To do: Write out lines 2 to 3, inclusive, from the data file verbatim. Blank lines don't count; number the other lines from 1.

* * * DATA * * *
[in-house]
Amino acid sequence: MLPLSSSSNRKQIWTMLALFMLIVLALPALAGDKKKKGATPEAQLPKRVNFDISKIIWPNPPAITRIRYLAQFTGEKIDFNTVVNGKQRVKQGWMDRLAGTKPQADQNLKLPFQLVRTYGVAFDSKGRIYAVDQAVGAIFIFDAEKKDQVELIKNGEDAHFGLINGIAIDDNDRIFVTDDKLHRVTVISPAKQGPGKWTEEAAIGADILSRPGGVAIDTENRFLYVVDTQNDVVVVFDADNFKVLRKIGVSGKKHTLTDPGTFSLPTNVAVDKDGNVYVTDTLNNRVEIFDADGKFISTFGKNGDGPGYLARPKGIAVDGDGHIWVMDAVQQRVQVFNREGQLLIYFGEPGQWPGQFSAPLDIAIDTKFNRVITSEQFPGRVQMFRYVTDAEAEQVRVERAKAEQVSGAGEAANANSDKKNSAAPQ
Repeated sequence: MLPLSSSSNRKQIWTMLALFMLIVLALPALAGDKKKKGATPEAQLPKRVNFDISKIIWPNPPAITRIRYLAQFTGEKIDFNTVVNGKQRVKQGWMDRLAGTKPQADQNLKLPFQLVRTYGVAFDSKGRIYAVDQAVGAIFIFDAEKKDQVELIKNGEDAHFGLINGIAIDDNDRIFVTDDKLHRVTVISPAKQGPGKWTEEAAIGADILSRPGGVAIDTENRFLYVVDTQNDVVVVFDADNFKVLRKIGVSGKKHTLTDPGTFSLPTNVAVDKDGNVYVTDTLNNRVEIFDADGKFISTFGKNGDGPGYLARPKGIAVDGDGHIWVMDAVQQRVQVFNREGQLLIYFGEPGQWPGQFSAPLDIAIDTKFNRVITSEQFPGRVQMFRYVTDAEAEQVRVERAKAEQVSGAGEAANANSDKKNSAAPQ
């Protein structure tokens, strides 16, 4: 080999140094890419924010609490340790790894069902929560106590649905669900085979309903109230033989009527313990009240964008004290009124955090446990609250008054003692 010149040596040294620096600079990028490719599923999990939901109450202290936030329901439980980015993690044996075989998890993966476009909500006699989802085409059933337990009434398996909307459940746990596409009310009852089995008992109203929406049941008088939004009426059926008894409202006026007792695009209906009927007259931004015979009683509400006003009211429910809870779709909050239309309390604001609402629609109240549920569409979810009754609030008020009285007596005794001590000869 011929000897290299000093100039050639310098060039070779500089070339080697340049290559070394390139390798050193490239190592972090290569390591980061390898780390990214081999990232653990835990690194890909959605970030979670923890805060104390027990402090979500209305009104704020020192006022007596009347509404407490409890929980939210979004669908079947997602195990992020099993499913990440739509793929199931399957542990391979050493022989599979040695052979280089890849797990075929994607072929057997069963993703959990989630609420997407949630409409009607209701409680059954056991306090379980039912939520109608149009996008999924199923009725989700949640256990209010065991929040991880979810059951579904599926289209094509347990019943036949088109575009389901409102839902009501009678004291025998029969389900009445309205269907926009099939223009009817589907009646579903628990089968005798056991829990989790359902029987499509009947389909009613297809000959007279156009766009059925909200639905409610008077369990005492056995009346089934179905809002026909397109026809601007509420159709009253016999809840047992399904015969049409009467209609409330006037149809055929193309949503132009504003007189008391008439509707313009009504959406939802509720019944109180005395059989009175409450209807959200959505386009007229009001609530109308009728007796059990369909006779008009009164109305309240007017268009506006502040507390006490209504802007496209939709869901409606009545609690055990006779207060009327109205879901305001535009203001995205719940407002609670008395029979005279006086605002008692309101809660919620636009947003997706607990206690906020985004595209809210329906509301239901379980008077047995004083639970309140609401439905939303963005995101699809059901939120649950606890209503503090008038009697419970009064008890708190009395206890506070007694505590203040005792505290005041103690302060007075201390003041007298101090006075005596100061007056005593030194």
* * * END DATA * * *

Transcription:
Amino acid sequence: MLPLSSSSNRKQIWTMLALFMLIVLALPALAGDKKKKGATPEAQLPKRVNFDISKIIWPNPPAITRIRYLAQFTGEKIDFNTVVNGKQRVKQGWMDRLAGTKPQADQNLKLPFQLVRTYGVAFDSKGRIYAVDQAVGAIFIFDAEKKDQVELIKNGEDAHFGLINGIAIDDNDRIFVTDDKLHRVTVISPAKQGPGKWTEEAAIGADILSRPGGVAIDTENRFLYVVDTQNDVVVVFDADNFKVLRKIGVSGKKHTLTDPGTFSLPTNVAVDKDGNVYVTDTLNNRVEIFDADGKFISTFGKNGDGPGYLARPKGIAVDGDGHIWVMDAVQQRVQVFNREGQLLIYFGEPGQWPGQFSAPLDIAIDTKFNRVITSEQFPGRVQMFRYVTDAEAEQVRVERAKAEQVSGAGEAANANSDKKNSAAPQ
Repeated sequence: MLPLSSSSNRKQIWTMLALFMLIVLALPALAGDKKKKGATPEAQLPKRVNFDISKIIWPNPPAITRIRYLAQFTGEKIDFNTVVNGKQRVKQGWMDRLAGTKPQADQNLKLPFQLVRTYGVAFDSKGRIYAVDQAVGAIFIFDAEKKDQVELIKNGEDAHFGLINGIAIDDNDRIFVTDDKLHRVTVISPAKQGPGKWTEEAAIGADILSRPGGVAIDTENRFLYVVDTQNDVVVVFDADNFKVLRKIGVSGKKHTLTDPGTFSLPTNVAVDKDGNVYVTDTLNNRVEIFDADGKFISTFGKNGDGPGYLARPKGIAVDGDGHIWVMDAVQQRVQVFNREGQLLIYFGEPGQWPGQFSAPLDIAIDTKFNRVITSEQFPGRVQMFRYVTDAEAEQVRVERAKAEQVSGAGEAANANSDKKNSAAPQ